It was called a celebration concert, but it was heartfelt warmth that the audience in the Carmel Palladium's completely filled hall expressed to the Indianapolis Symphony Orchestra players when they came out en masse to begin the Sunday evening concert. Both players and patrons alike stood applauding each other like long, lost relatives, both sides carrying the emotions the ISO executive board's four-week lockout has engendered within our concert-going public. At this writing, the executive board said no to the players' union's latest offer. Thus there will be no resumption of the ISO's concert schedule on Oct. 12.
Two concert favorites always make for winning enthusiasm, but especially under the present circumstances. Beethoven's "Emperor" Concerto (No. 5 in E-flat, Op. 73), with none other than IU's André Watts at the keyboard, and Mussorgsky/Ravel's Pictures at an Exhibition, with Samuel Wong on the podium for both clearly were just what the audience wanted to hear.
The "Emperor" was the last of five Beethoven piano concertos, and is the longest and grandest, but is exceeded in musical depth by No. 4 in G, Op. 58. In any case, Watts once again proved he had total command of the music -- if not quite all the notes -- a master musician with perfect touch and control, balancing the work's broad themes with Wong's orchestra.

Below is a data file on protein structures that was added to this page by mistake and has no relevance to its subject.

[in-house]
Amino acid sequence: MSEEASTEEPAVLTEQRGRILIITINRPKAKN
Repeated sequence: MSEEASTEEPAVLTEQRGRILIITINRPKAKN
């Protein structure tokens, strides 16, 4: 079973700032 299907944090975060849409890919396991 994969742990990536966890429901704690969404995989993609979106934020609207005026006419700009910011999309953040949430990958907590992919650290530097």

As always with Watts, the tempos were perfect, his figurations a model of clarity, and his dynamics well executed. As a side note, the Palladium acoustics sounded drier than I've previously heard them (from the same seat location). Has there been a change in the sound baffling above the orchestra, or did the packed house tend to reduce the reverb?
An even larger orchestra was used for Ravel's orchestration of Modeste Mussorgsky's suite for piano solo, Pictures at an Exhibition. Around two dozen other arrangments have been made by various musicians over the late 19th and early 20th centuries of Mussorgsky's most famous piano work, but only the piano original and Ravel's orchestration remain in the standard performing repertoire.
Among its 14 parts, bound by several statements of the "Promenade" (i.e. "walking" from one "picture" to the next), the strings only showed some raggedness in part 2, "The Gnome," thereafter displaying solid precision throughout the 40-minute work. It was enjoyable hearing the bass drum resonate with a "vroom" up to the Gallery, the hall's loftiest perch--a sound never audible beyond the stage in the Circle Theatre.
With an explosive and greatly extended applause following "The Great Gate of Kiev," Wong and the ISO players offered as an encore Mikhail Glinka's sprightly overture to his opera Russlan and Ludmilla. Which again brought down the house. Oct. 7; Carmel Palladium at the Center for the Performing Arts